- Parrots of the World, Joseph M. Forshaw (1978)
MALE: General plumage yellowish green, decidedly paler and brighter on forehead, cheeks, underparts, lower back, and rump; greyish tinge on nape and hindneck; in some birds rump and lower back washed with pale blue; primary- coverts, bases of shorter primaries, and under wing-coverts violet blue; secondaries pale blue; undersides of flight feathers bluish-green; tail green, paler below; bill horn-colored; iris dark brown; legs brownish.
FEMALE: like male but blue markings replaced by green; forehead more yellowish than in males.
IMMATURES: similar to adults.
LENGTH: 12cm. (4¾")
- F. p. cyanochlorus - ADULTS similar to passerinus, except that in female the green of general plumage is more yellowish particularly on underparts, rump and lower back.
- F. p. cyanophanes - MALE like viridissimus, but with more extensive violet-blue on primary and secondary-coverts thus forming a conspicuous patch on the closed wing; more extensive violet-blue marking on under wing-coverts. FEMALE like passerinus.
- F. p. deliciosus - MALE similar to passerinus, but rump and lower back emerald green tinged with pale blue; upper tail-coverts greenish-yellow; secondaries violet-blue narrowly edged with pale green; greater upper wing-coverts pale blue becoming violet-blue along shafts. FEMALE like passerinus, but with conspicuous yellow tinge on forehead.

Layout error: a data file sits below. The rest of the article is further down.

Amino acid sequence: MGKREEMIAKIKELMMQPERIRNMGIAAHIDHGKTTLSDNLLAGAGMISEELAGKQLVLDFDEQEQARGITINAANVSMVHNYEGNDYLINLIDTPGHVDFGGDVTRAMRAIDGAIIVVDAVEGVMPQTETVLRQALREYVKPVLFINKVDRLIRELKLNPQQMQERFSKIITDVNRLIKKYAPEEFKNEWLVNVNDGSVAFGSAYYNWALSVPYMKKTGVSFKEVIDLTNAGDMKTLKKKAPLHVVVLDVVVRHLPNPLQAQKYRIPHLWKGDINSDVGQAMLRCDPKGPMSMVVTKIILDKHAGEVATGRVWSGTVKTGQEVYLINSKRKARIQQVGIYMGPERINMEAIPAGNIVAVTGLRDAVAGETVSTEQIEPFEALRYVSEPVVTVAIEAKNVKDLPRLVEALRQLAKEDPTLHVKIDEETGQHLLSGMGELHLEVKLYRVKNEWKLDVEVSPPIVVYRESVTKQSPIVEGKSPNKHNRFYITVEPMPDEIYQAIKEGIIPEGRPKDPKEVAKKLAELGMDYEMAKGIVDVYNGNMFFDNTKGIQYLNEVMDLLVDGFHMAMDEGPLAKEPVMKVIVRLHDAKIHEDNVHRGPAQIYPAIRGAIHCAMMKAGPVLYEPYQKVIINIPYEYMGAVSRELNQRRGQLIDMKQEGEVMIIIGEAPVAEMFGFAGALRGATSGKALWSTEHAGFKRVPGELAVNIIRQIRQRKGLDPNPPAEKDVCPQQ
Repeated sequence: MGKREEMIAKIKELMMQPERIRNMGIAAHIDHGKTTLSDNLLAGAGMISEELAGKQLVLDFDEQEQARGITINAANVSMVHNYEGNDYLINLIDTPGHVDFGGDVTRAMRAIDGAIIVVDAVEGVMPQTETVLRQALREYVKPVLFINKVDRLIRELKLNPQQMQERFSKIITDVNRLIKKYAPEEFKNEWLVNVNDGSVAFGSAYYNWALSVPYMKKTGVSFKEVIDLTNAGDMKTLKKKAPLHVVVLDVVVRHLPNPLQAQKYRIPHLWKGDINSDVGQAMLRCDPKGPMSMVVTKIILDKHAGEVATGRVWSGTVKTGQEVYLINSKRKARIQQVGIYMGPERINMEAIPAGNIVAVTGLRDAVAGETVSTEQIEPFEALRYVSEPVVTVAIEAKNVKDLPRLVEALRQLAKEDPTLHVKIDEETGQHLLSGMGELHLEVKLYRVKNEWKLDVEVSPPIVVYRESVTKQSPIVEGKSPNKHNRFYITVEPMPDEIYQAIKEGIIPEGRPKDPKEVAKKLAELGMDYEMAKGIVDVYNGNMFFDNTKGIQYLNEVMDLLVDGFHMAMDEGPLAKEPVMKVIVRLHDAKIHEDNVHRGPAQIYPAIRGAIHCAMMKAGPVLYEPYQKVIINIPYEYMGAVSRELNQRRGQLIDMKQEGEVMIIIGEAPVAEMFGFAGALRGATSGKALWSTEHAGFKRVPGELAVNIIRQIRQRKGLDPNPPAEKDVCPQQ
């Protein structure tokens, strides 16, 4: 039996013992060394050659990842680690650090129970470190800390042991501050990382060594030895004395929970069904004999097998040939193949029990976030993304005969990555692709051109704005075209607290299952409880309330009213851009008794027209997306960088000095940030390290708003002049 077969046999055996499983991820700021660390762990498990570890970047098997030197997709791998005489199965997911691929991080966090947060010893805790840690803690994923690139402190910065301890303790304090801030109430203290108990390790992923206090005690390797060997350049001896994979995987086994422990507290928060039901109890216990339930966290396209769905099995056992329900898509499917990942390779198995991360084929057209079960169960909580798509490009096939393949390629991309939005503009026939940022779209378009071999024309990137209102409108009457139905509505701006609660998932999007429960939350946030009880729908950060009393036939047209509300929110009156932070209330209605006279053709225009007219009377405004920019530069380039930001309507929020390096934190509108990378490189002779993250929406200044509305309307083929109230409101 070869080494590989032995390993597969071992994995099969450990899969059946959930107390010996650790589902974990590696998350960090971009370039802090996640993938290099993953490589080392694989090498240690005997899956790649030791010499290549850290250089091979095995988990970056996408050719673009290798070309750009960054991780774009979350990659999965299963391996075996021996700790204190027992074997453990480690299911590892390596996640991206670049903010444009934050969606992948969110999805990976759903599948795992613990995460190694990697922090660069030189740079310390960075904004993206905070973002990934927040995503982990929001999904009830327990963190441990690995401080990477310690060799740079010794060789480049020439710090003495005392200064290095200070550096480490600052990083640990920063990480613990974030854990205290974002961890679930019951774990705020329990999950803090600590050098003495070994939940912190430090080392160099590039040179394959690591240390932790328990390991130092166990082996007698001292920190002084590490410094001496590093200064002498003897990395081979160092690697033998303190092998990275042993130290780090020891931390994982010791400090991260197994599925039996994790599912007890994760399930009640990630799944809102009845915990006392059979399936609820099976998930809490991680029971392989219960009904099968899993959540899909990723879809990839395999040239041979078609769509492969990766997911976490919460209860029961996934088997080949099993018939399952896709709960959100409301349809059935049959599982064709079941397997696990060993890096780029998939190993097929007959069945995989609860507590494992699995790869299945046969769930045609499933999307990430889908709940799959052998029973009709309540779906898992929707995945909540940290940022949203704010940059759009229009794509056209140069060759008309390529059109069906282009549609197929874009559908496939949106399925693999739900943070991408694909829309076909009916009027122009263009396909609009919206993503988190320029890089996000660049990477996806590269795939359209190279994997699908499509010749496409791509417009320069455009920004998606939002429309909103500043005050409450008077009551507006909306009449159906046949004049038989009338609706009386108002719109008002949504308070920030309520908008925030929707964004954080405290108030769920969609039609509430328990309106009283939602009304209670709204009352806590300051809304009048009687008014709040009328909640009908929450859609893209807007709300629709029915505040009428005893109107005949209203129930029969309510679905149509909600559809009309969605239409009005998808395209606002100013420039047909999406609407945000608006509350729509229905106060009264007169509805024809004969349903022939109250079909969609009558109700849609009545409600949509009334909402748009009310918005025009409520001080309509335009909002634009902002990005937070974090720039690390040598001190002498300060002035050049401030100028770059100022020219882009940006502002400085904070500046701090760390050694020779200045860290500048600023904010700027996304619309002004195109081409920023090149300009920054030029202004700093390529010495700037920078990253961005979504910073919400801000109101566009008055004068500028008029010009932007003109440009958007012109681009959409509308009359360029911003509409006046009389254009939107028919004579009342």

- F. p. viridissimus - MALE similar to passerinus, but green of general plumage darker throughout; upper sides of wings darker and more strongly tinged with bluish; under wing-coverts and axillaries bluish-green with patch of violet blue on lesser under wing-coverts.
FEMALE similar to passerinus.
- The Atlas of Parrots, Dr. David Alderton (1991)
ALTERNATIVE NAMES: Guiana Parrotlet.
SEXES: The cock is mainly emerald-green in coloration, over the forehead and cheeks, with a grayish suffusion to the nape and hindneck. The underparts are also emerald-green, as is the lower back and rump, although pale blue suffusion may be apparent on the green of the lower back. The bend of the wing and the carpal edge are blue. Both the under wing coverts and the primary coverts are violet-blue, with the secondaries being a paler shade of blue. The lower surface of the flight feathers is bluish green, while the tail feathers are entirely green, but of a paler shade underneath. Beak whitish pink in color; legs pinkish; irides dark brown.
Hens can be distinguished easily because they lack the blue plumage evident in cocks. Their foreheads are also more brightly colored, being a strong shade of yellowish green.
YOUNG BIRDS: Resemble adults in appearance.
RECOGNIZED SUBSPECIES: Five. These are as follows: